That all learned people in India knew about the earth's revolution is shown by a passage in the Sivotkarsa-Manjari by Nilakantha Diksita who was minister of Tirumala Nayaka. One stanza in this work begins like this : "Bhumir bhramayati" and from it we must also gather that the author's great-uncle, Appayya Diksita, also knew about this truth. What is the content of this verse?
Siva is called "Astamurti". Earth, water, air, fire, space, the sun and the moon, the yajamana or sacrificer--they are all the personification (murti) of Isvara. Among them only the yajamana has no bhramana or motion. All the rest have bhramana, says Appayya Diksita. That he has said so is mentioned in the verse in question by his younger brother's grandson, Nilakantha Diksita.
We see that air has movement, that fire does not remain still, that water keeps flowing. When we look up into the sky, we notice that the sun and the moon do not remain fixed to their spots. As for space, it is filled with sound and it cannot be still. But the earth apparently stands still. Even so, says Appayya Diksita, it has motion. "It revolves".
Let us now consider the shape of the earth. Europeans claim that they were the first to discover that the earth is like a ball, that in the past it had been thought to be flat like a plate. All right. What word do we use for "geography"? "Bhugola sastra", not just "bhu-sastra". We have known from early times that the earth is a "gola", a sphere.
We call the universe with all its galaxies, "Brahmanda". It means the egg created by Brahma (the cosmic egg). An egg is not exactly spherical in shape, but oval. According to modern science the universe too is oval in shape. The cosmos is always in motion, so observe modern astronomers. "Jagat" is the word by which we have known it from Vedic times. What does the word mean? That which does not stand still but is always in motion, that which "is going".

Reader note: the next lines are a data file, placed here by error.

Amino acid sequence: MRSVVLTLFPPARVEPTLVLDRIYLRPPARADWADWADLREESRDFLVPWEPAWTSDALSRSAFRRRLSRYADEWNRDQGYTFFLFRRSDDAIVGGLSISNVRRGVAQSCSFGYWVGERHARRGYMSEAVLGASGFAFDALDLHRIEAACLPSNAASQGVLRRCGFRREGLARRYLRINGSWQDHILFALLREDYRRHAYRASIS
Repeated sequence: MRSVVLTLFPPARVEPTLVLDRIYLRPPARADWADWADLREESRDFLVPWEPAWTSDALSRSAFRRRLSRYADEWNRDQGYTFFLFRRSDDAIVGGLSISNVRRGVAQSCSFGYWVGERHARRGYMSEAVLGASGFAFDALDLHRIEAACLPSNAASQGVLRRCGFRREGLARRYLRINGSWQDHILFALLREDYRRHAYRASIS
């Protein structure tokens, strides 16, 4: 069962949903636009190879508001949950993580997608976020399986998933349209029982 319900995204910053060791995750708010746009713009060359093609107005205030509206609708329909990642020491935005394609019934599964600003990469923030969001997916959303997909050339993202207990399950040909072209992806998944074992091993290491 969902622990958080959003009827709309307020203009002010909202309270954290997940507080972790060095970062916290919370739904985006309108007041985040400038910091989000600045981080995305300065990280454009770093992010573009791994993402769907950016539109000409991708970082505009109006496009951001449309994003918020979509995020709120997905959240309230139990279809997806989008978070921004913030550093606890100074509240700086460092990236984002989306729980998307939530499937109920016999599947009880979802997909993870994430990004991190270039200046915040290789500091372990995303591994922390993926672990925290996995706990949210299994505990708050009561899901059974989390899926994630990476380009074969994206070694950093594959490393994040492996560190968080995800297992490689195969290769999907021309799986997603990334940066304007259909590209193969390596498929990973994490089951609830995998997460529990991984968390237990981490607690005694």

In our country too there were people who refused to believe that the earth rotates on its axis. I will tell you the view of one such school of thought. The earth's circumference is about 25, 000 miles. So if it rotates once in 24 hours then it means it rotates more than 1, 000 miles an hour or 16 or 17 miles in one minute. Those who did not accept the fact of the earth's rotation tried to prove their point thus :"There is a tree in Mylapore [in Madras]. Imagine there is a crow perched on one of its branches. It leaves its perch this moment and soars high and, by the next minute, it perches itself again on the branch of the same tree in Mylapore. If the rotation of the earth were a fact how would this be possible? The crow should have descended to a place 16 or 17 miles away from where it had started.
I have not checked on how this argument was answered. But when I asked people who know modern science they said : "Surrounding the earth for some 200 miles is its atmosphere. Beyond that there are other spheres. When the earth rotates these too rotate with it". I may have gone slightly wrong in stating the view of modern science. However it be, there is no doubt that when the earth rotates, its atmosphere also rotates with it.
What are called Arabic numerals actually belong to India. This fact was discovered by Westerners themselves. The zero is also our contribution and without it mathematics would not have made any advance. Bhaskaracarya established the subtle truth that any quantity divided by zero is infinity ("ananta"). He concludes one of his mathematical treatises with a benedictory verse in which he relates zero to the Ultimate Reality.
When the divisor goes on decreasing the quotient keeps increasing, does it not? If you divide 16 by 8 the quotient is 2; if the same quantity is divided by 4 the result is 4. Divided by 2, the quotient is 8. Divided by zero? The quotient will be infinity. Whatever the number divided, the result will be infinity if the divisor is 0. Bhaskaracarya gives it the name of "khahara". "Kham" means zero, "haram" means division. Bhaskaracarya says : "I pay obeisance to the Paramatman that is Infinity".
For a general background, please see here